# Plancks Formula for Blackbody spectrum

I am trying to write a simple python code for a plot of intensity vs wavelength for a given temperature, T=200K. So far I have this...

import scipy as sp
import math
import matplotlib.pyplot as plt
import numpy as np
pi = np.pi
h = 6.626e-34
c = 3.0e+8
k = 1.38e-23

def planck(wav, T):
a = 2.0*h*pi*c**2
b = h*c/(wav*k*T)
intensity = a/ ( (wav**5)*(math.e**b - 1.0) )
return intensity


I don't know how to define wavelength(wav) and thus produce the plot of Plancks Formula. Any help would be appreciated.

• Presumably you want a range of wavelengths. Do you know what range? Look into range. Mar 14, 2014 at 23:22
• Usually the wavelength is just even spaced vector, you can use np.arange or np.linspace. Remember the indent in your planck function. Mar 14, 2014 at 23:24

Here's a basic plot. To plot using plt.plot(x, y, fmt) you need two arrays x and y of the same size, where x is the x coordinate of each point to plot and y is the y coordinate, and fmt is a string describing how to plot the numbers.

So all you need to do is create an evenly spaced array of wavelengths (an np.array which I named wavelengths). This can be done with arange(start, end, spacing) which will create an array from start to end (not inclusive) spaced at spacing apart.

Then compute the intensity using your function at each of those points in the array (which will be stored in another np.array), and then call plt.plot to plot them. Note numpy let's you do mathematical operations on arrays quickly in a vectorized form which will be computationally efficient.

import matplotlib.pyplot as plt
import numpy as np

h = 6.626e-34
c = 3.0e+8
k = 1.38e-23

def planck(wav, T):
a = 2.0*h*c**2
b = h*c/(wav*k*T)
intensity = a/ ( (wav**5) * (np.exp(b) - 1.0) )
return intensity

# generate x-axis in increments from 1nm to 3 micrometer in 1 nm increments
# starting at 1 nm to avoid wav = 0, which would result in division by zero.
wavelengths = np.arange(1e-9, 3e-6, 1e-9)

# intensity at 4000K, 5000K, 6000K, 7000K
intensity4000 = planck(wavelengths, 4000.)
intensity5000 = planck(wavelengths, 5000.)
intensity6000 = planck(wavelengths, 6000.)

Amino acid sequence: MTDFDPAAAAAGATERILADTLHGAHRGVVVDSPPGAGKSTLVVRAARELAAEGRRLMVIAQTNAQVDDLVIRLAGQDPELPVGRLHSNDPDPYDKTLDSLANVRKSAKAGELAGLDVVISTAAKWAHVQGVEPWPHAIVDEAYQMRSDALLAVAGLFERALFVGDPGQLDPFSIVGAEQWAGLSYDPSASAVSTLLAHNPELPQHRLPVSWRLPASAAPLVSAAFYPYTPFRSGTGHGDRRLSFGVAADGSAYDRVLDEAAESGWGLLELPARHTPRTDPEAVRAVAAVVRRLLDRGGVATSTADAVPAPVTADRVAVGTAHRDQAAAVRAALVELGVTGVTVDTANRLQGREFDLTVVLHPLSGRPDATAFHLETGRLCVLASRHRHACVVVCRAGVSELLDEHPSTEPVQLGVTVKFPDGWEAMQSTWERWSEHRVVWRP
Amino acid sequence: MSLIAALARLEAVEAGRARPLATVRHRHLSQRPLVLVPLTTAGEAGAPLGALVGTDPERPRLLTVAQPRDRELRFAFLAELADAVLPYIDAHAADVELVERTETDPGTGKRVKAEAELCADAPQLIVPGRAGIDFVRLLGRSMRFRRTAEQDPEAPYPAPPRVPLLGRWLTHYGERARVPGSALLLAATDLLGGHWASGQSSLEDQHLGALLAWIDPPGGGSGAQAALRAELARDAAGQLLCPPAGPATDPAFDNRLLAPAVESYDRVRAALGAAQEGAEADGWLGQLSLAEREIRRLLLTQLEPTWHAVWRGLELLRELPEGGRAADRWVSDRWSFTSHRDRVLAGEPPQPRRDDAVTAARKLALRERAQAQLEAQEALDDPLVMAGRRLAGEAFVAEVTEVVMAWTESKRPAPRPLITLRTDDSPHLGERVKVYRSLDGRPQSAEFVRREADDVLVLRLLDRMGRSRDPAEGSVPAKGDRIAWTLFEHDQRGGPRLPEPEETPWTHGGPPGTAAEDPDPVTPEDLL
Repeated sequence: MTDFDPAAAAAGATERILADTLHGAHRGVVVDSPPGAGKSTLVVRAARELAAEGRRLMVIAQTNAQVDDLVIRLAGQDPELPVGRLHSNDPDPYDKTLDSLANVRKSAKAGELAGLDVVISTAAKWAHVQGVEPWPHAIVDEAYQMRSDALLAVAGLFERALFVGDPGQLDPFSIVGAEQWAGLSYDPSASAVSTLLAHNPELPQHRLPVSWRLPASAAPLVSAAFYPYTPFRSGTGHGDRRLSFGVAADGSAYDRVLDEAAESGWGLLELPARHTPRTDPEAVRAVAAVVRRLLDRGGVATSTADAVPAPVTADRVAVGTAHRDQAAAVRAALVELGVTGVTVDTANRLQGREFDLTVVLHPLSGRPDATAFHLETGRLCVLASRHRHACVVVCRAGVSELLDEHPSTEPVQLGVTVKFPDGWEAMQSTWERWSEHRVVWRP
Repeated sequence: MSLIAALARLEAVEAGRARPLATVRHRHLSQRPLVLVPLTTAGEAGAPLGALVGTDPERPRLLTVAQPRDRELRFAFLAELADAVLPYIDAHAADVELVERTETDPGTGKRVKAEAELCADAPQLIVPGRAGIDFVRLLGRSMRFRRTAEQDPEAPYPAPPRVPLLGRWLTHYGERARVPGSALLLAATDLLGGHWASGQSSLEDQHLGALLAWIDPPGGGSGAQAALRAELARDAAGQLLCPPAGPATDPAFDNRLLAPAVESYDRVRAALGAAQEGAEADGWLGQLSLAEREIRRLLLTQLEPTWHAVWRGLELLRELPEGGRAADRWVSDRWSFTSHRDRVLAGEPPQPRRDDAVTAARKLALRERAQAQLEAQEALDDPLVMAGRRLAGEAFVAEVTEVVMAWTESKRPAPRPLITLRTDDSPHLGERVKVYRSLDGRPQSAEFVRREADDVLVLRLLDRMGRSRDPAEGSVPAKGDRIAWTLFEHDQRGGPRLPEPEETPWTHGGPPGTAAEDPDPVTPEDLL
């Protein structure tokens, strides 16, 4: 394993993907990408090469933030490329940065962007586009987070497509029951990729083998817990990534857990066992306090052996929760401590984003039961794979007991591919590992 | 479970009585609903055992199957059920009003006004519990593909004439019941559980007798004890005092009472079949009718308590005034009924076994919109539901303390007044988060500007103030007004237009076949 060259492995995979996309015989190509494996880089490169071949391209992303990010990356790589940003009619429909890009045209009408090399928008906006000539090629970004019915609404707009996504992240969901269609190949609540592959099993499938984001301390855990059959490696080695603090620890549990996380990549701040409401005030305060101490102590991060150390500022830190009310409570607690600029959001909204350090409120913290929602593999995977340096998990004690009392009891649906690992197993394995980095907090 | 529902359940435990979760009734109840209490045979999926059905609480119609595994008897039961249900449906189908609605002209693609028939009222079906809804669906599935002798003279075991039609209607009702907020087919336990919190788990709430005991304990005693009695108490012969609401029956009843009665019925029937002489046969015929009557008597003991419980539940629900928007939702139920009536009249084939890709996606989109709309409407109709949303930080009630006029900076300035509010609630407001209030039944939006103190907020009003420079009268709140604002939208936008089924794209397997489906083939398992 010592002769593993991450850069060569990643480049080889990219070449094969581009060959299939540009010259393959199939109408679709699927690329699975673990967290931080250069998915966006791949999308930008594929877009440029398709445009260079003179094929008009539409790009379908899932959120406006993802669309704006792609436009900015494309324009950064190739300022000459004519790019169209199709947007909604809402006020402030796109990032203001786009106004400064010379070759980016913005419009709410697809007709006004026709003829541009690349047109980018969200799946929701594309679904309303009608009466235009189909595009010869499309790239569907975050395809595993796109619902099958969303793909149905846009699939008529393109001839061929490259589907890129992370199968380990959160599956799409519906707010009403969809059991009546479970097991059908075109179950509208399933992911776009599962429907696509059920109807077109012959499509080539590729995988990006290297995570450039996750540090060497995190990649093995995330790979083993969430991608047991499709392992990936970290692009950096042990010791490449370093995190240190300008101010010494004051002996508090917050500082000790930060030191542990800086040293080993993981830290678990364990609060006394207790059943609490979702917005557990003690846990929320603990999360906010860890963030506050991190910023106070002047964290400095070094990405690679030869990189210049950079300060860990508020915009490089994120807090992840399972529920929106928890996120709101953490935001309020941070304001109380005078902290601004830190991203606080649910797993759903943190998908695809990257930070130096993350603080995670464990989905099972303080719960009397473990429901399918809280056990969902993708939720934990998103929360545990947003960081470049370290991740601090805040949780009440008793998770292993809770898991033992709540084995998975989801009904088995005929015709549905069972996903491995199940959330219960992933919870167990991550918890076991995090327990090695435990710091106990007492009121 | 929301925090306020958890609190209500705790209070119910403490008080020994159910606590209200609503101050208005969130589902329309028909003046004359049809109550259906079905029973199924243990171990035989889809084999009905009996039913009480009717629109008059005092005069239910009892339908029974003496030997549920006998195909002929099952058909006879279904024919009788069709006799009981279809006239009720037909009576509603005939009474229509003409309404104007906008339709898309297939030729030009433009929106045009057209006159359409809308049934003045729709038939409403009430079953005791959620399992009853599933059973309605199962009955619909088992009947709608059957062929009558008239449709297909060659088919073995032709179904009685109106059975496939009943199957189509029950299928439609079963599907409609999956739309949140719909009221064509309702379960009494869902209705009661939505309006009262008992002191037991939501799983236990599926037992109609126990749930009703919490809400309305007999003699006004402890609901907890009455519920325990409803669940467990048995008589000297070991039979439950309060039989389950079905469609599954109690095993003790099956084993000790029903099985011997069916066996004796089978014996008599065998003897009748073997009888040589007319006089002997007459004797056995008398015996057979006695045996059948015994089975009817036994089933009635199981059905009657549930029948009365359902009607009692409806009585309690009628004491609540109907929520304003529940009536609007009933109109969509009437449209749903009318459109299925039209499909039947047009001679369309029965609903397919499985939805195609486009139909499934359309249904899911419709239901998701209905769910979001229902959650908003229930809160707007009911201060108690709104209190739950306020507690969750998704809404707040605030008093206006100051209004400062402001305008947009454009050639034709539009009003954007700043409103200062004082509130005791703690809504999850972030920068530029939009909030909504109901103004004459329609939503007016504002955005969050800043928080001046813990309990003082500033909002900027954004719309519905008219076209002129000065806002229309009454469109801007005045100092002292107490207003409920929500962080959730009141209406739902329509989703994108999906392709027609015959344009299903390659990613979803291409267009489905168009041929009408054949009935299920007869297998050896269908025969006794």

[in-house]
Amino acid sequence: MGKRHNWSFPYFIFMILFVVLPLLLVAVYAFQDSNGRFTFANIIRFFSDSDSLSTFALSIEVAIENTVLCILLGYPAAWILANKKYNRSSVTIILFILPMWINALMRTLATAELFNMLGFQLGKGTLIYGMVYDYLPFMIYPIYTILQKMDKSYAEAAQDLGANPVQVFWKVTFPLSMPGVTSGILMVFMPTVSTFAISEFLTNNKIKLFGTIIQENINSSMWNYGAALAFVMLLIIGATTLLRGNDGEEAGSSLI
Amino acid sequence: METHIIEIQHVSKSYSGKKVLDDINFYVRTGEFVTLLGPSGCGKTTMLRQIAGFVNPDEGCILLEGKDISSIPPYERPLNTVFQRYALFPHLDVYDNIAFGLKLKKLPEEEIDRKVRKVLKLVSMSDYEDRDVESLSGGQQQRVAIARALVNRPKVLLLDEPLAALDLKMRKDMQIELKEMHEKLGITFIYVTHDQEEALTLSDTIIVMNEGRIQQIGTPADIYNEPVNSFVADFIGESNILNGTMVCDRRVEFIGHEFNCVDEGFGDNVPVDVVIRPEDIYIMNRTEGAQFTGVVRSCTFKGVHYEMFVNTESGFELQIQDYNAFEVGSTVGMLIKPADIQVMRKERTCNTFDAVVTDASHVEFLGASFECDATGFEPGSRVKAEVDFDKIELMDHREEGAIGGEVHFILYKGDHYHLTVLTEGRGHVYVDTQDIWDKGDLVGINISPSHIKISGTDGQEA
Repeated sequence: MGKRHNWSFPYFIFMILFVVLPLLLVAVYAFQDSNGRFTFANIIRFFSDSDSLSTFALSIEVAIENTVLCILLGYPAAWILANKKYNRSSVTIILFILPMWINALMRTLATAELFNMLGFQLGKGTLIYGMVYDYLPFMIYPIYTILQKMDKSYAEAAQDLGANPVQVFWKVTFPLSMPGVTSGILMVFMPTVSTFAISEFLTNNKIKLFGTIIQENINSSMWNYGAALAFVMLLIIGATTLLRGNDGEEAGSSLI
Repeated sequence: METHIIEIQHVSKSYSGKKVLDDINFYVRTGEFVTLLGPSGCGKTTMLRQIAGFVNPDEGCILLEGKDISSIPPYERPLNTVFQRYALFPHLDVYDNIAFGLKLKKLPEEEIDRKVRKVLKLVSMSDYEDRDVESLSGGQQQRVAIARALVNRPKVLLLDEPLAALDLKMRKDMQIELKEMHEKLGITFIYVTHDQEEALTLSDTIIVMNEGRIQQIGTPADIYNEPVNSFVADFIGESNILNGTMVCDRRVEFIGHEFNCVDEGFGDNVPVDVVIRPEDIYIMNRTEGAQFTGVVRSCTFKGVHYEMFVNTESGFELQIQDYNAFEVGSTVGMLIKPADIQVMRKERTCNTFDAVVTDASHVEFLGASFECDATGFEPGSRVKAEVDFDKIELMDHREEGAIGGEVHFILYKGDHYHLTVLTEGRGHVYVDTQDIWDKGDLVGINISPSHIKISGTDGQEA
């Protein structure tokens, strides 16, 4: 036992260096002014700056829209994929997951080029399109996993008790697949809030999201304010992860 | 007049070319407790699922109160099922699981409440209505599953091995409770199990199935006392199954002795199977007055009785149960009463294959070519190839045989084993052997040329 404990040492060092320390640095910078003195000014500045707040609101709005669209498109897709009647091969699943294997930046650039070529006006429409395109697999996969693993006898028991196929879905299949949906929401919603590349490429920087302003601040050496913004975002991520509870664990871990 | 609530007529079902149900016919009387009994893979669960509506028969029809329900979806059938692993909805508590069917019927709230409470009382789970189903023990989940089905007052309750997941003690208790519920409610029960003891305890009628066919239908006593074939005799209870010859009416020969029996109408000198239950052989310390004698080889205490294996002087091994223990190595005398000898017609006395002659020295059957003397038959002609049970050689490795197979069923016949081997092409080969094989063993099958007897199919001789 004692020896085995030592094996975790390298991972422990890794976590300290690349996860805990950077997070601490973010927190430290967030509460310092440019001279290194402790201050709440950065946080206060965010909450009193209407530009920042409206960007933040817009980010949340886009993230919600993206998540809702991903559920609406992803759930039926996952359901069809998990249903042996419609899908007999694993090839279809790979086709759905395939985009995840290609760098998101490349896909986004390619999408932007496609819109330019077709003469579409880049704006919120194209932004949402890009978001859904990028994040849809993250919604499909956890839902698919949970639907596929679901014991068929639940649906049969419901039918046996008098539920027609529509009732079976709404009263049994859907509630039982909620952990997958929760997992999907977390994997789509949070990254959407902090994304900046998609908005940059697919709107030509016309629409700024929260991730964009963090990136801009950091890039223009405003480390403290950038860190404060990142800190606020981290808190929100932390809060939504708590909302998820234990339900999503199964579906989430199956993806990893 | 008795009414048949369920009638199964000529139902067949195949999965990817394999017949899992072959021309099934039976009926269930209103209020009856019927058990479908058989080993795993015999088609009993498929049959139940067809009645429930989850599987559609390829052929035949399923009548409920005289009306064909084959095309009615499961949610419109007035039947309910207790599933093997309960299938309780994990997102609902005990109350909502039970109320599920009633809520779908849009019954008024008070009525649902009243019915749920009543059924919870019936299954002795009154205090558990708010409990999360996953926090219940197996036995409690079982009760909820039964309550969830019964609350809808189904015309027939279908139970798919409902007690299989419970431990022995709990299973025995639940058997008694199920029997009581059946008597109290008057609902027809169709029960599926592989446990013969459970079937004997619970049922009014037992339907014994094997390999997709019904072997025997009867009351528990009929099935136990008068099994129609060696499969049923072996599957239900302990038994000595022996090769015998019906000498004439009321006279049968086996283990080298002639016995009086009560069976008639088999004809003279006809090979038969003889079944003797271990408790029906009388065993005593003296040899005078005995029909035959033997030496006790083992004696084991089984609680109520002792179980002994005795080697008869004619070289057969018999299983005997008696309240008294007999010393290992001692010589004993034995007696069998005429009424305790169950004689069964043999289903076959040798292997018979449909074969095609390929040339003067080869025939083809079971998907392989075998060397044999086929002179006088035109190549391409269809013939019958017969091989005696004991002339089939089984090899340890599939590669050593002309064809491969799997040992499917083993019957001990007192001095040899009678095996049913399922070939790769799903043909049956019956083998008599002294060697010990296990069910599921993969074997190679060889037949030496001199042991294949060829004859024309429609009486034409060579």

intensity7000 = planck(wavelengths, 7000.)

plt.plot(wavelengths*1e9, intensity4000, 'r-')
# plot intensity4000 versus wavelength in nm as a red line
plt.plot(wavelengths*1e9, intensity5000, 'g-') # 5000K green line
plt.plot(wavelengths*1e9, intensity6000, 'b-') # 6000K blue line
plt.plot(wavelengths*1e9, intensity7000, 'k-') # 7000K black line

# show the plot
plt.show()


And you see: You probably will want to clean up the axes labels, add a legend, plot the intensity at multiple temperatures on the same plot, among other things. Consult the relevant matplotlib documentation.

• why math.e**b instead of just np.exp(b) Mar 14, 2014 at 23:54
• Because I took the function from user3421850's question and they used math.e**b. Mar 15, 2014 at 4:04
• @Zhenya - Also now that I look at it, their formula was incorrect, since they have an extra pi in the formula for a. (Note h is Planck's constant, not h-bar (Planck's reduced constant ħ = h/2pi).) Mar 15, 2014 at 4:27
• Re units: it's anyway better to always use dimensionless units rather than (arbitrary) SI units. Write the formula on a piece of paper, use substitutions (here, x = \hbar * \omega / k T), express both rhs and lhs in terms of dimensionless functions of dimensionless variables, plot those (and use axis labels for stating the exact variables). Mar 15, 2014 at 10:52
• @DevonDahon - Matplotlib 2.1 with the deprecation was from October 2017. This comment predates that by three years. Will edit though. I believe just need to remove call to hold() as it's the default behavior. Oct 6, 2020 at 14:04

You may also want to use the RADIS library, which allows you to plot the Planck function against wavelengths, or against frequency / wavenumber, if needed !

from radis import sPlanck

sPlanck(wavelength_min=135, wavelength_max=3000, T=4000).plot()
sPlanck(wavelength_min=135, wavelength_max=3000, T=5000).plot(nfig='same')
sPlanck(wavelength_min=135, wavelength_max=3000, T=6000).plot(nfig='same')
sPlanck(wavelength_min=135, wavelength_max=3000, T=7000).plot(nfig='same') Just want to point out that there seems to be an equivalent of what OP wants to do in astropy:

https://docs.astropy.org/en/stable/api/astropy.modeling.physical_models.BlackBody.html

Unfortunately, it is not very clear to me yet how to get wavelength vs frequency based expression.